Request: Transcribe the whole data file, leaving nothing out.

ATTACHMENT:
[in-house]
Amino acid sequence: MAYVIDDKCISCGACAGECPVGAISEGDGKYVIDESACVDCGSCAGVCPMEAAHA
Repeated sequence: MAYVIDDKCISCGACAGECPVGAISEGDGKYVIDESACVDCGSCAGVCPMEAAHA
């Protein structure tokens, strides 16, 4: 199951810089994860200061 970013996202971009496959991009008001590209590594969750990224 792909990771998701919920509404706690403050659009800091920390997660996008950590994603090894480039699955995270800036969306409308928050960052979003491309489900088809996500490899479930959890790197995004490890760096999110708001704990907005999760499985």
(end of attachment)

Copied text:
[in-house]
Amino acid sequence: MAYVIDDKCISCGACAGECPVGAISEGDGKYVIDESACVDCGSCAGVCPMEAAHA
Repeated sequence: MAYVIDDKCISCGACAGECPVGAISEGDGKYVIDESACVDCGSCAGVCPMEAAHA
């Protein structure tokens, strides 16, 4: 199951810089994860200061 970013996202971009496959991009008001590209590594969750990224 792909990771998701919920509404706690403050659009800091920390997660996008950590994603090894480039699955995270800036969306409308928050960052979003491309489900088809996500490899479930959890790197995004490890760096999110708001704990907005999760499985």